Skip navigation

Category Archives: sciPOP

If humans are ever to successfully colonize the moon, it’s obvious that such a monumental task will be plagued by a myriad of technological, physiological, and psychological challenges.  Obstacles such as radiation exposure, lack of air+food+water, and space madness are a few lunar-specific problems worthy of mentioning.  However, there is one rather clandestine problem that will also face the future pioneers of the moon — one which could turn out to be the lunar problem with proves to be the most difficult of all.

The problem is dust. Moondust.

Upon first consideration, the fascinating particularities of moondust might seem like innocuous curiosities.  Because of the moon’s lack of a magnetic field, the side of the moon which faces the sun is relentlessly bombarded by electrically charged particles emanating from the sun, also know as the solar wind.  As a result of this bombardment, the dust particles on the lunar surface acquire an electric charge of their own.  Interesting, the electric charge that the moondust exhibits depends on whether it is day or night.  During the lunar day, the moon’s surface that faces the sun gains a positive charge.  Conversely, at night, on the surface facing away from the sun, the dust become negatively charged.  To make things even more complicated, the electrostatics, or the ratio of positive to negative charges, of the moondust also changes when the moon passes in, and then out, of the Earth’s ionosphere once per revolution, or once per month.  Basically, lunar dust is so jazzed up all the time with electric gradients, that some scientist speculate that dust particles may actually occasionally hover off of the ground or spontaneously jump across the moon’s surface.  Of course, lunar astronauts can also tell you what a pain the moondust was for them back in the day.  Apollo astronauts reported moondust sticking to everything, spacesuits and all, and, consequentially, clogging up everything.

During the Apollo program, scientist discovered that the statically charged moondust proved to be quite an engineering problem, but now, researchers are starting to realize that lunar dust may also pose a significant health risk for astronauts to come.  One superficial aspect of moondust is that it extremely small and jagged, much like tiny, little shards of glass.  There is no consistent weathering process on the moon, unlike here on Earth, so rounded edges cannot develop on the dust particles.  For Apollo astronauts, the sandpaper-like nature of moondust scratched faceplates and caused irritation to both the eyes and lungs.  To combat this problem, right now, researches of the Lunar Airborne Dust Toxicity Advisory Group (or LADTAG) are exposing lab rats to moondust aerosols and studying the effects. Additionally, in the lunar, airless, environment, moondust is also super chemically reactive.  On Earth, the constant presence of highly reactive oxygen in the atmosphere quells any potentially reactive compounds on surfaces when they are exposed to air. Fortunately, scientist believe that the high reactivity of moondust will probably not be a major problem, considering that future lunar astronauts will most likely come equip with their own supply of air…hopefully.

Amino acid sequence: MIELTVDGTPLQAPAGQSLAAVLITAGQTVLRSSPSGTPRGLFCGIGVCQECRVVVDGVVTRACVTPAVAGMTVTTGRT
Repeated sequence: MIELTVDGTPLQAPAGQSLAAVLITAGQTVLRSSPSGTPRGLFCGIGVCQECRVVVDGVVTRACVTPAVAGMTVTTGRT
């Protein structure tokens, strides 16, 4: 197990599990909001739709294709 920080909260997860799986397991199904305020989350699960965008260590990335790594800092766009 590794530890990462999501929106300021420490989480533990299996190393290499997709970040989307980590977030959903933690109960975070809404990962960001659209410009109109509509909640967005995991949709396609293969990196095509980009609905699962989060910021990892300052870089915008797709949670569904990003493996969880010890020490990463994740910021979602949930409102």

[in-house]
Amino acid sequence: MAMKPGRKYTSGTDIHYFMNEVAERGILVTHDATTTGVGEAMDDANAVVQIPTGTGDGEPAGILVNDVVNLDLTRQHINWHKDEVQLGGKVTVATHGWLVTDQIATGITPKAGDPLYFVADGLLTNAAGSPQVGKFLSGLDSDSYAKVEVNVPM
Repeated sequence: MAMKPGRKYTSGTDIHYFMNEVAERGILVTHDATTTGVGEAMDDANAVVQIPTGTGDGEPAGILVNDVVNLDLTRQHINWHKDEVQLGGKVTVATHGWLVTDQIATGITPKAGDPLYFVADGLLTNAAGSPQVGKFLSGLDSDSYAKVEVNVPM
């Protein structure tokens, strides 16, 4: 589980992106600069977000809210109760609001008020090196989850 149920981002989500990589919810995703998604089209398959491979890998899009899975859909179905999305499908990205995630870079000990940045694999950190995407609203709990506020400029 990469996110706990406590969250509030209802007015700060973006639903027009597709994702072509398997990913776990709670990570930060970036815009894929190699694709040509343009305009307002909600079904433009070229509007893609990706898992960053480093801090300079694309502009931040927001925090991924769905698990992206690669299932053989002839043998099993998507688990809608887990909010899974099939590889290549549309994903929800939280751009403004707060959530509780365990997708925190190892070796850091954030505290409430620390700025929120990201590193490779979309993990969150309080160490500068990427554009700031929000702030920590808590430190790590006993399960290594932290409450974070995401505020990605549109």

As you read, research aimed at learning more about the above mentioned nuances of lunar dust marches on; however, I believe there is one more possible moondust complication which merits scientific attention: moondust allergy.  I know this may seem silly at first, but if astronauts or lunar settlers are going to be living with moondust day in and day out and, thus, become chronically exposed to it, then there is always the possibility of a longterm sensitization allergy developing.  Furthermore, some more sinister type of moondust-induced autoimmune disease may also be lurking in the future for humans living on the moon.  Here on Earth, there have been reported cases of humans developing a rare type of autoimmune disease while breathing in pig-brain aerosols at meat-packing plants, so I guess that anything is possible.

In spite of how threatening moondust seems to be for the future of lunar colonization, I couldn’t be happier that there are at least some people doing research in hopes of making life on the moon possible.  The problem of moondust does seem to be quite a suborn one to deal with, but I’m guessing that, with a little brain juice, we humans should be able to figure this out^^